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DMX didn’t end up fighting George Zimmerman, but he’s coming to Backstage Live Saturday, March 8. Everyone’s favorite barking and growling emcee has seen better days. He’s only released two albums in the past 10 years and he has yet to match the fierce passion and skillful descriptiveness of his best work in the late 1990s. Nonetheless, dude’s still got the same skills that made him such a big deal in the first place. So come on out and show some love for what was and what still could be—I’m sure he’ll play “Party Up (Up in Here)” for you.
International Women’s Day (IWD) started in the early 1900s at the International Conference of Working Women in Copenhagen at the suggestion of Clara Zetkin. She proposed that women from every country should campaign for their rights annually to help end discrimination. More than 100 women from 17 countries attended the event and agreed with Zetkin. This year marks San Antonio’s 24th annual IWD March, where supporters will celebrate the economic, political and social achievements of all women while continuing to fight against social injustices. This year’s theme is “Nos tienen miedo porque no tenemos miedo (They fear us because we have no fear).” The march concludes with a rally featuring guest speakers, artisans and children’s activities. The march starts at the corner of S St. Mary’s and E Cesar Chavez (former Univision Building) and ends at HemisFair Park.
With First Friday and Second Saturday cosmically aligned for Contemporary Art Month, the weekend ahead presents a wealth of opportunities for the art crowd. Pending our collective recovery from the CAM kick-off Party and Blue Star’s trio of openings (see page 25), there’s a slew of happenings to keep on the radar for Saturday. A little pricey but benefiting a worthy cause, the Artist Foundation of San Antonio’s second annual Moveable Art Party wraps visual art, film, theater, music, poetry and aerial performance into a roving celebration with cocktails and a silent auction ($125, 6-11:45 p.m., begins and ends at Blue Star Theatre, 108 Blue Star). The South Flores Arts District rises to the occasion with receptions for the Aesthetic of Waste’s performance-based installation Waste Machine, involving a dirty jukebox in the basement of the Wong Grocery Building (7-11 p.m., 1502 S Flores); an eight-person show at Gallista (6-9 p.m., 1913 S Flores); a collection of surreal, ethereal, rasquache and retrospective “Short Stories” presented by the Spare Parts Mini Art Museum at Lady Base Gallery (7-10 p.m., 1913 S Flores); Clamp Light’s resident artists displaying “projections, lace, ceramics and naughty men” at FL!GHT (7-10 p.m., 1906 S Flores); and Gravelmouth’s selfie-inspired “Shoot Yourself,” featuring camera-ready backdrops created by Louie Chavez, Nik Soupé, Sixto-Juan Zavala and Shek Vega (7:30-11 p.m., 1906 S Flores). Just a hop, skip and a jump away at Epitome Institute, Dr. Chassis Gertrude Gaytan (aka Ann-Michèle Morales) curates “5 for 5: Revisiting the Senses,” an intriguing look at the “potentially wild world of synesthesia” (6-9 p.m., 222 Roosevelt). For details, visit contemporaryartmonth.com.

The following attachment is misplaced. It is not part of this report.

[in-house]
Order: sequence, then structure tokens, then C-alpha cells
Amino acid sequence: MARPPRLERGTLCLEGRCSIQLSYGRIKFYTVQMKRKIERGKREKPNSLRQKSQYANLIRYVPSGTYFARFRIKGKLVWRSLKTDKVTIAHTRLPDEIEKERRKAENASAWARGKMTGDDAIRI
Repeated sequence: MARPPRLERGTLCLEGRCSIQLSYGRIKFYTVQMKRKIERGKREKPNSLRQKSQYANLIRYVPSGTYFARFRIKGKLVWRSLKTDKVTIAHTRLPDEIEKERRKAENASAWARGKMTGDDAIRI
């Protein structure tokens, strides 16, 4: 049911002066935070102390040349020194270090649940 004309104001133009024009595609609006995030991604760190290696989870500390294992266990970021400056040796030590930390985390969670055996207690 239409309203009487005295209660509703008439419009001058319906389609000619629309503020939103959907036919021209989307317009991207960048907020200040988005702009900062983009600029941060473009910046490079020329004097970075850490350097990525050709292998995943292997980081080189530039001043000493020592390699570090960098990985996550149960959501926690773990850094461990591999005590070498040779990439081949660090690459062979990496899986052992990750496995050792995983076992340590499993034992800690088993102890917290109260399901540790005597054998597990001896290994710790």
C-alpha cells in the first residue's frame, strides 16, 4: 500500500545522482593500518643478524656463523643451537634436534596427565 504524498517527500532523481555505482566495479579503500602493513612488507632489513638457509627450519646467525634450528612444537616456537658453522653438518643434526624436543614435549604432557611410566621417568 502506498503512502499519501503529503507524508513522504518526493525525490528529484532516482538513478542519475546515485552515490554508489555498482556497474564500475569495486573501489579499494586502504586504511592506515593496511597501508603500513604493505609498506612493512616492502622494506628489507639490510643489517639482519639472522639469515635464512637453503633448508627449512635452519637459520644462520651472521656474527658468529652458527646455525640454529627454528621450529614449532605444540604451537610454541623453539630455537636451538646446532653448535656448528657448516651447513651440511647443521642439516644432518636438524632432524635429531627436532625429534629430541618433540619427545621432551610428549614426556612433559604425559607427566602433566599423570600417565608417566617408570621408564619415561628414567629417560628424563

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Do It Together Fest (DIT) is a one-day festival put together by labels from across the region. Showcasing more than 30 emerging bands from New Orleans, Denton, Houston, Austin and San Antonio, DIT is designed to give show-goers the best of what’s next in rock music. Along with the swell visiting bands (All People, Woozy and Caddywhompus, to name a few) the bill features a slew of promising local acts including Búho, Vetter Kids, Bright Like the Sun, Ghost Police and Cryin’ D.T. Buffkin & the Bad Breath. Organizer and Texas is Funny Records founder Scott Andreu told the Current, “DIT is our way of reaching out to the other ‘players’ in our region to start the dialog needed to encourage growth in audience and for people outside the region to take our area of the woods more seriously. We feel you can get much more done doing things together.” Here’s to a day of great music and the spirit of collaboration.